In an effort to fight modern slavery and human trafficking, some nations, including the UK, France and Australia, have implemented supply chain reporting laws that require larger companies to publish yearly statements about the steps they take to minimize the risk of modern slavery infiltrating their business, including supply chains. The goal is to get large companies involved in eradicating modern slavery.
According to the International Labour Organization, an estimated 40.3 million people are in modern slavery, including forced labor, and 25% of modern slavery victims are children. Forced labor is defined as, “all work or service which is exacted from any person under the threat of a penalty and for which the person has not offered himself or herself voluntarily.”
Both the UK and Australia have passed laws designed to fight modern slavery. The Modern Slavery Act of 2015 applies to companies who do business in the UK with a global annual revenue of £36 million. Each company is required to annually produce and publish a slavery and trafficking statement in a “prominent” place on their company website every year. This requirement applies to any company doing business in the UK, regardless of where that business is located.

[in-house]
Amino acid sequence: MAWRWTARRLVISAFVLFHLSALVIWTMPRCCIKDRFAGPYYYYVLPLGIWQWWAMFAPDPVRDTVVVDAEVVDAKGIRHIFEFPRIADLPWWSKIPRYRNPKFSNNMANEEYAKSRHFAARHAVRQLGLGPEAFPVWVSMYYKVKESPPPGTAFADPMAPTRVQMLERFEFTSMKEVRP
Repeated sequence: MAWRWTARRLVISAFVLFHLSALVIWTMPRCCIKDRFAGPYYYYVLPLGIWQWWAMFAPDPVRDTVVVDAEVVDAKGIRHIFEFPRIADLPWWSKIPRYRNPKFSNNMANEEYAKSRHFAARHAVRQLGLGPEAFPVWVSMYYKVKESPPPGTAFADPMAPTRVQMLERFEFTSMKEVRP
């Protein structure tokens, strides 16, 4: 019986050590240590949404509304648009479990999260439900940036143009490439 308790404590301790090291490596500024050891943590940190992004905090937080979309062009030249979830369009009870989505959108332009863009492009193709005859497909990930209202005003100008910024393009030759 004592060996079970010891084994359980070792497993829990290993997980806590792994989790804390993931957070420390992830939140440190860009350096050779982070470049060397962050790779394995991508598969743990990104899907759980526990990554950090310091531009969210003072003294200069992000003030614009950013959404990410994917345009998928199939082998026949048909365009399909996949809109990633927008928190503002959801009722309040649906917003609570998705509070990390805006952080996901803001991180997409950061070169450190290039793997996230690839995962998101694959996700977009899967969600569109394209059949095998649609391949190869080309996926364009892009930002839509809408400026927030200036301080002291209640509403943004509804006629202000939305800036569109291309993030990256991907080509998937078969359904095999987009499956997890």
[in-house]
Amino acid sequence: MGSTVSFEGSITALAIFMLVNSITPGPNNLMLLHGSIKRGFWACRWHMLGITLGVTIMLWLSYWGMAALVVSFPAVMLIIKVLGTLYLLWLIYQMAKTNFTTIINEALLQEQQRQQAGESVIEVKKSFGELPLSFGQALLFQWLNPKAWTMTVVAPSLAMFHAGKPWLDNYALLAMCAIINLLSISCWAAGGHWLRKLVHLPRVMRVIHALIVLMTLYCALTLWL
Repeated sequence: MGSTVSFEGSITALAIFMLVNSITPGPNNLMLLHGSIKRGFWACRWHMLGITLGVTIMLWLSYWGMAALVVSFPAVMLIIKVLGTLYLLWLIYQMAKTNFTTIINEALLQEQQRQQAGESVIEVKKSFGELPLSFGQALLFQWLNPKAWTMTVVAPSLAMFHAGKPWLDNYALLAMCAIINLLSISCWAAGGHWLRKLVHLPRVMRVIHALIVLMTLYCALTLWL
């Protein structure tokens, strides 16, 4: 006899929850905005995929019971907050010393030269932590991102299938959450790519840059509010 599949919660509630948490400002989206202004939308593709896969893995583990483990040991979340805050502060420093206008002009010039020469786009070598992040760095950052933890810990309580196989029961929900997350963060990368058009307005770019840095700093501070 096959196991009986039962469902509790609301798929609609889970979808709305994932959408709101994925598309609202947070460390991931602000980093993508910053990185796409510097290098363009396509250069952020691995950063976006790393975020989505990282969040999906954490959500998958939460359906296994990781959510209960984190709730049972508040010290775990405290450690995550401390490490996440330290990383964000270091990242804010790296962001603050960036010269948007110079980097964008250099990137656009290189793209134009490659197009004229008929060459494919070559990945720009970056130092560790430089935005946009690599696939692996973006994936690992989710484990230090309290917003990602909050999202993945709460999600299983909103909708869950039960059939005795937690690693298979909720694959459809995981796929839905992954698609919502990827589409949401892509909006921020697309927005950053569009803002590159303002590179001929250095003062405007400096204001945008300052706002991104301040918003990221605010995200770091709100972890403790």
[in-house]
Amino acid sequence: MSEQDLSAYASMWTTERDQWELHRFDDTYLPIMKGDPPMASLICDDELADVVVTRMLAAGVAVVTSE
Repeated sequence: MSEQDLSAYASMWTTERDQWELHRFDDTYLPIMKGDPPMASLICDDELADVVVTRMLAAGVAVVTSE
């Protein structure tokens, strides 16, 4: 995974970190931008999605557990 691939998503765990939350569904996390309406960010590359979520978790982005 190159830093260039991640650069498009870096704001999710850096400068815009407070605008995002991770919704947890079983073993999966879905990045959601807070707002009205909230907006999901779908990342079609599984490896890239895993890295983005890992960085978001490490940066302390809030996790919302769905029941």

Australia passed a similar law in 2018, the Modern Slavery Act of 2018, which took effect at the start of 2019 with the first public statement due by mid-2020. The Act requires companies who do business in Australia with a consolidated revenue of $100 million or more to report annually on the risks of modern slavery in their operations and supply chains and the steps they took to address those risks. The statements will be stored and publically available on the Modern Slavery Statements Register.
In both cases, noncompliant companies run the risk of negative public perception, including with job candidates and customers. Moreover, the UK law is currently under review, with legislators proposing to significantly strengthen the law by imposing a fine and banning non-compliant companies from public contracting.
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